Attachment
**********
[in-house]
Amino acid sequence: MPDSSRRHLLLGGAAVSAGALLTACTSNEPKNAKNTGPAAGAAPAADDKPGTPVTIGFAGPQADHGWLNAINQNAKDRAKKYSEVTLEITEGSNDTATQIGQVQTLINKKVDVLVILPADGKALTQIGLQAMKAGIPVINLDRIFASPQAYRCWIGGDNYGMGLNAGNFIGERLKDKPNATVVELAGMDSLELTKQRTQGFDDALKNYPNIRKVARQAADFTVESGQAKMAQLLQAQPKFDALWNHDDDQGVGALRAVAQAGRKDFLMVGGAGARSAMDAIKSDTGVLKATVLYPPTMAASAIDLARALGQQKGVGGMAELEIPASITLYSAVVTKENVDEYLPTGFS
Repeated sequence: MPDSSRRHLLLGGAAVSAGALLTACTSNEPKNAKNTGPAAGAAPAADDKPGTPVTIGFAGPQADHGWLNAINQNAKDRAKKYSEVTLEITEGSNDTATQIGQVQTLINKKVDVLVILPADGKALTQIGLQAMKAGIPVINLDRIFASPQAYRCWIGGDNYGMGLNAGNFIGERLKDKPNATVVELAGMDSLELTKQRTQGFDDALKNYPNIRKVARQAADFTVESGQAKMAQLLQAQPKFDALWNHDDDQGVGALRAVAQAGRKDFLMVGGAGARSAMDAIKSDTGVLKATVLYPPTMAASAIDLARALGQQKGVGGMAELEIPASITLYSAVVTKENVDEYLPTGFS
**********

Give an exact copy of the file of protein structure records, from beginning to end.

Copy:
[in-house]
Amino acid sequence: MPDSSRRHLLLGGAAVSAGALLTACTSNEPKNAKNTGPAAGAAPAADDKPGTPVTIGFAGPQADHGWLNAINQNAKDRAKKYSEVTLEITEGSNDTATQIGQVQTLINKKVDVLVILPADGKALTQIGLQAMKAGIPVINLDRIFASPQAYRCWIGGDNYGMGLNAGNFIGERLKDKPNATVVELAGMDSLELTKQRTQGFDDALKNYPNIRKVARQAADFTVESGQAKMAQLLQAQPKFDALWNHDDDQGVGALRAVAQAGRKDFLMVGGAGARSAMDAIKSDTGVLKATVLYPPTMAASAIDLARALGQQKGVGGMAELEIPASITLYSAVVTKENVDEYLPTGFS
Repeated sequence: MPDSSRRHLLLGGAAVSAGALLTACTSNEPKNAKNTGPAAGAAPAADDKPGTPVTIGFAGPQADHGWLNAINQNAKDRAKKYSEVTLEITEGSNDTATQIGQVQTLINKKVDVLVILPADGKALTQIGLQAMKAGIPVINLDRIFASPQAYRCWIGGDNYGMGLNAGNFIGERLKDKPNATVVELAGMDSLELTKQRTQGFDDALKNYPNIRKVARQAADFTVESGQAKMAQLLQAQPKFDALWNHDDDQGVGALRAVAQAGRKDFLMVGGAGARSAMDAIKSDTGVLKATVLYPPTMAASAIDLARALGQQKGVGGMAELEIPASITLYSAVVTKENVDEYLPTGFS